Tuesday, April 16, 2013

ON THE AGENDA: Ten key questions from Haiti to Somaliland

ON THE AGENDA: Ten key questions from Haiti to Somaliland

By Tim Large 

A Haitian girl walks through a camp for people displaced by the January 2010 earthquake in Port-au-Prince January 3, 2013. REUTERS/Swoan Parker

By Tim Large

Editor, Thomson Reuters Foundation news services

Here are just a few of the questions our correspondents will be asking this week as they report on humanitarian issues, women's rights, climate change, corruption and social innovation for our AlertNet and TrustLaw news services.

Remember that from April 24, you'll find all such stories on a single platform – our newtrust.org website, which will roll AlertNet, TrustLaw, TrustMedia and our other services into one. So no more jumping back and forth between sites.

Q. How much longer for Haiti's homeless?

The number of homeless earthquake survivors living in camps sprawled across Port-au-Prince has declined by nearly 80 percent from a peak of 1.5 million people, according to the latest figures from the International Organisation for Migration. But 320,000 Haitians who lost their homes in the quake more than three years ago still live in tent and tarpaulin camps in and around the capital, while almost 67,000 households "still have no prospect of moving out" of the makeshift settlements, the IOM says. Reporting for AlertNet, Anastasia Moloney will be looking at what if anything can be done for those whose lives remain upside-down.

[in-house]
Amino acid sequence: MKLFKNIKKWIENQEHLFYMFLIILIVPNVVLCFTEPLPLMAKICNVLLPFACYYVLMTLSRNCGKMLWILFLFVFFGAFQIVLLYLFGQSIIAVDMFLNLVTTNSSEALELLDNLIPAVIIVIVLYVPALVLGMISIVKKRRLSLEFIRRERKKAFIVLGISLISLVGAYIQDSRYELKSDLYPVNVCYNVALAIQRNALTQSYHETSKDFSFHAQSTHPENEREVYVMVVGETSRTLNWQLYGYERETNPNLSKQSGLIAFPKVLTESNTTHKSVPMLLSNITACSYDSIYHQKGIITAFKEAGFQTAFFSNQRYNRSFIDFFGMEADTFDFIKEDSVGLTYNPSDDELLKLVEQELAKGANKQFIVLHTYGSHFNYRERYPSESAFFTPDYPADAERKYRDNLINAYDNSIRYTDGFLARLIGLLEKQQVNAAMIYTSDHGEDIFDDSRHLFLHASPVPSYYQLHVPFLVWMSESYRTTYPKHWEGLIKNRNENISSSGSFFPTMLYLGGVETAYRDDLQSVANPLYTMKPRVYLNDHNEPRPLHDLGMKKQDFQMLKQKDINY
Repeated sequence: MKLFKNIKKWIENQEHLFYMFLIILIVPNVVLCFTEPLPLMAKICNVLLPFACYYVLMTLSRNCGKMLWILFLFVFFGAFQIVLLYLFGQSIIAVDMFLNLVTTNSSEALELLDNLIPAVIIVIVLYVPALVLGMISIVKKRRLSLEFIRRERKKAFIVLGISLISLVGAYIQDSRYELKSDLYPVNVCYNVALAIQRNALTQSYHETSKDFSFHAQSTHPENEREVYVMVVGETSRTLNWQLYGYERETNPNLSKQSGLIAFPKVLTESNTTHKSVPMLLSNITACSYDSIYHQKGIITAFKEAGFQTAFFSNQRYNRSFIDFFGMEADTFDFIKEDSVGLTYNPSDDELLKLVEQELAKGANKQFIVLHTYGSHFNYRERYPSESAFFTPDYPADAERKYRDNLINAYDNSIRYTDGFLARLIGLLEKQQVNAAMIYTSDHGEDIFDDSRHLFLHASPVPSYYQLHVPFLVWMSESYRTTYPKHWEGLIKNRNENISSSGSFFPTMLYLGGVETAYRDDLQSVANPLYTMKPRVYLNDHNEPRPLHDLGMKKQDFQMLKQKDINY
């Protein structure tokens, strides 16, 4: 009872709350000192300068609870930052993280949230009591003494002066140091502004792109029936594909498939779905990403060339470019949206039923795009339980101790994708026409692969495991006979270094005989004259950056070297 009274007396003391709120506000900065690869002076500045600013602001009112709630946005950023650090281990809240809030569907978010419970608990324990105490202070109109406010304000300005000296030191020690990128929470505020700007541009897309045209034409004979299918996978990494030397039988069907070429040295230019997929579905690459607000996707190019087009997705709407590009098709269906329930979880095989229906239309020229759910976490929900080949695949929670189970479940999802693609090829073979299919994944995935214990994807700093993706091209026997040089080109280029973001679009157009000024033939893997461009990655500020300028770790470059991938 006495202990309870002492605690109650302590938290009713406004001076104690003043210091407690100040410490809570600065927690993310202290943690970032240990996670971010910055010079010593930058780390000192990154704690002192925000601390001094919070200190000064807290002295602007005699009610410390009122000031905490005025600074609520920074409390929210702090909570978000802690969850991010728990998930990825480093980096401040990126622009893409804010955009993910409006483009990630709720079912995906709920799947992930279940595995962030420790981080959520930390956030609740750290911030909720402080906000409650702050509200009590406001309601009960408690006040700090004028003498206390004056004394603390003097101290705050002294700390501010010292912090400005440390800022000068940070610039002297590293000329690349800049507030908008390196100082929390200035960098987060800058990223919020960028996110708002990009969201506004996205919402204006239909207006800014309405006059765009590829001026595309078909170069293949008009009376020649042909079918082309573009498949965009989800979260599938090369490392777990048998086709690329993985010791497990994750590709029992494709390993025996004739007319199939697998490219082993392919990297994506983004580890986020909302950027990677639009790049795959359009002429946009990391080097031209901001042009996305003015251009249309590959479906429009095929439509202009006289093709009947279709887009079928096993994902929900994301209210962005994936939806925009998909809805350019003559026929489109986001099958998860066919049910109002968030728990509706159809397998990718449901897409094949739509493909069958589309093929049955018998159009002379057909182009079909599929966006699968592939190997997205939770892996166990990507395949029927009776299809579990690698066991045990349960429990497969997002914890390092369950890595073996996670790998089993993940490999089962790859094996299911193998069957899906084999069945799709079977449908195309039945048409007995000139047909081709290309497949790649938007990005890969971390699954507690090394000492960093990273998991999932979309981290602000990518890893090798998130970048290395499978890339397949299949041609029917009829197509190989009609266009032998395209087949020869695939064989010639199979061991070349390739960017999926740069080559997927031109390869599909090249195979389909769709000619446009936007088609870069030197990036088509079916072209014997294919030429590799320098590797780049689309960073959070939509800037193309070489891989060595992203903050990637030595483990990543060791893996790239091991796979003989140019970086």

Q. Why do 55 million people in India's Maharashtra state face hunger?

Two years of low rainfall and a history of poor management of water resources have left dams empty, farmland parched and cattle emaciated. Not to mention up to 55 million people at risk of food insecurity. Nita Bhalla will be exploring the environmental and human factors behind this underreported catastrophe in a state with the largest number of dams in the country and more than its fair share of thirsty golf courses.

Q. How is Britain leading the way in tackling statelessness?

The answer is simple – by taking the landmark step of allowing stateless people living on the margins of society to legalise their presence in the country. An estimated 12-15 million people worldwide are stateless, meaning they lack even the most basic rights. Statelessness exacerbates poverty, increases social tensions, breaks up families and destroys children's futures. Emma Batha will have the story.

Q. How are British taxpayers helping to displace half a million Kenyans and Ethiopians?

The answer boils down to the construction of a controversial dam that activists say is likely to uproot hundreds of thousands from their homes, exacerbate hunger and fuel conflict. The dam project is linked to a forcible resettlement programme that Survival International says is 'bankrolled' by British taxpayers. Katy Migiro has the story.

Q. As the plight of women worsens in Somalia, what progress is there in neighbouring Somaliland?